You don’t know the quality of the road base underneath, edges may have become unstable, or the entire road may have been washed away. And driving into floodwaters puts your life, the lives of your passengers and the lives of your rescuers at risk. We urge motorists to make a Plan B to avoid the pressures of needing to drive into floodwaters.”

Last updated: 13 May 2022 1:42pm

Declared conflicts of interest:

Amy declares that she has no conflicts of interest.

Dr Agus Santoso is a senior scientist from the Climate Change Centre at the University of New South Wales and an adjunct science leader at CSIRO

“The ongoing wet conditions, amid the back-to-back La Niña events since late 2020, has again unfortunately led to flooding. La Niña’s condition is currently still present in the Pacific Ocean. Another factor conducive to more rainfall over the eastern board is the warmer sea surface around Australia, including in the eastern Indian Ocean. 

Climate models predict this Pacific La Niña to weaken in winter. However, they also raise a prospect for a negative Indian Ocean Dipole to develop in winter and strengthen into spring. This ‘Indian Ocean La Niña’, marked by warmer-than-normal eastern Indian Ocean could prolong wet condition months ahead.”

Last updated: 13 May 2022 1:41pm

Declared conflicts of interest:

Agus has not declared any conflicts of interest.

Dr Adrian McCallum is a Senior Lecturer in Geotechnical Engineering at the University of the Sunshine Coast

“This event is different in nature to the one that South-East Queensland experienced earlier this year.
That was due to an atmospheric river pumping moisture in from the ocean at low level.
This event is from a surface trough that has moved from the west; rainfall has been locally enhanced due to the presence of an upper atmospheric feature, that essentially encourages greater upwards movement of air, resulting in greater rainfall. 
Misalignment of these features into the future should result in an easing of conditions.”

Last updated: 13 May 2022 1:40pm

Declared conflicts of interest:

Adrian has declared that he has no conflicts of interest.

Professor Jennifer McKay is a researcher in Business Law from the University of South Australia

“There is a duty of care to not expose citizens to predicable natural disaster flood and fires.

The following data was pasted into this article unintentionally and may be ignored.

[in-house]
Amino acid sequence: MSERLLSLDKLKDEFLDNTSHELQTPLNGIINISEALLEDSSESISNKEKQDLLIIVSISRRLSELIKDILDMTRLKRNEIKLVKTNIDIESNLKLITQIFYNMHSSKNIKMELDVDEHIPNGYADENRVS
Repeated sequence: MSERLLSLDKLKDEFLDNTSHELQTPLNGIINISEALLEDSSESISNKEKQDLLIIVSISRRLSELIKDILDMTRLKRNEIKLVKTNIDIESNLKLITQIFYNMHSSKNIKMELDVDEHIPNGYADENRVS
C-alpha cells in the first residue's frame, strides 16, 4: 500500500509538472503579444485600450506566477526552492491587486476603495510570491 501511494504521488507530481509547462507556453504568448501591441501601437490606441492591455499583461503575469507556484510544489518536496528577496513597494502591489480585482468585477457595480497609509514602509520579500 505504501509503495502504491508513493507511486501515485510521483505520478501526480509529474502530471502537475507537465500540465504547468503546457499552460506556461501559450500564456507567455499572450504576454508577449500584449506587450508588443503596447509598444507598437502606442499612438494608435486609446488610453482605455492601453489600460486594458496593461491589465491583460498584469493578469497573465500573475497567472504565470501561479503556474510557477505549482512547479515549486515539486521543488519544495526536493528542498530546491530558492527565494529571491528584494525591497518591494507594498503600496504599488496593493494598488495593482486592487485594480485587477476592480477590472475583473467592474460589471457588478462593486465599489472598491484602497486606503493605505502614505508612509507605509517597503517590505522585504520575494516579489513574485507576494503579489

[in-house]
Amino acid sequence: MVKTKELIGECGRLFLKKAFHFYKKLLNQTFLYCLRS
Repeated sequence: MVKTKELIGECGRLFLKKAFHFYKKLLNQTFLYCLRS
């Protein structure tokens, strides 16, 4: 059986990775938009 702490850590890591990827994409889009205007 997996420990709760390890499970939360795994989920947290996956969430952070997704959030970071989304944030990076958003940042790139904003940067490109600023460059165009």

Human settlement in Australia has ignored the environment but with climate change, that will no longer be viable and will provoke citizens to take court actions. The lesson of  Australian litigation is to impose a novel duty on decision-makers to take reasonable care to avoid causing harm to children. This is like a new civil wrong. There is activism afoot in Australia widely and this is likely to support this change and bring new words into decision-makers such as nature positive.

The law has innovated in this new duty and I believe that many in the community want a better set of processes to support longer-term thinking on floods and fires and to not expose emergency services personnel to risks.”

Last updated: 13 May 2022 1:39pm

Declared conflicts of interest:

Jennifer has declared that she has no conflicts of interest.

Dr Annie Lau is a Lecturer from the School of Earth and Environmental Science at the University of Queensland

“The severe weather event in Queensland is caused by a large upper-level low (low-pressure system), the same type of system that flooded SE Queensland ten weeks ago but with differences in the location and size. Continuous rain across catchments has added a significant amount of water to rivers and reservoirs, bringing up the river levels across southern Queensland. In areas on the lower reaches of rivers, river levels also fluctuate with the tide. For this reason, the Brisbane River near the Brisbane CBD peaked around 7 am this morning and can be expected to peak again at 8 pm tonight. The amount of water that travels down the river in the next hours will determine whether the peak tonight will surpass this morning’s water level.”

Last updated: 13 May 2022 1:37pm

Declared conflicts of interest:

Annie has declared that she has no conflicts of interest.

Associate Professor Iftekhar Ahmed is from the School of Architecture and Built Environment at the University of Newcastle

“Queensland and NSW are repeatedly being impacted by a recurring spate of floods. There is a lot of discussion on the linkage of these events to climate change. While much of the discussion points to the probable increasing frequency, magnitude and intensity of such hydrometeorological events, the unpredictability of climate change impacts, their transforming nature, and compound and cascading effects are less well understood. For example, this year because of La Niña the rainfall has been extensive, which is compounding the effects of climate change. Such heavy rainfall at this time of the year is unseasonal and the effects of La Niña are expected to persist well into the winter season. A cycle of disaster after disaster induced by advancing climate change renders each cycle of lessons gained redundant, posing difficulty in translating the lessons when newly established knowledge thresholds are breached. 

These events are therefore a signal for preparedness at all levels – institutional and community, not only for the short term, but a long term, anticipatory and systems approach. We will need to learn how to live with floods by building our resilience and adaptive capacity, and perhaps even explore new opportunities within the changing circumstances.”

Last updated: 13 May 2022 1:36pm

Declared conflicts of interest:

Iftekhar has declared that he has no conflicts of interest.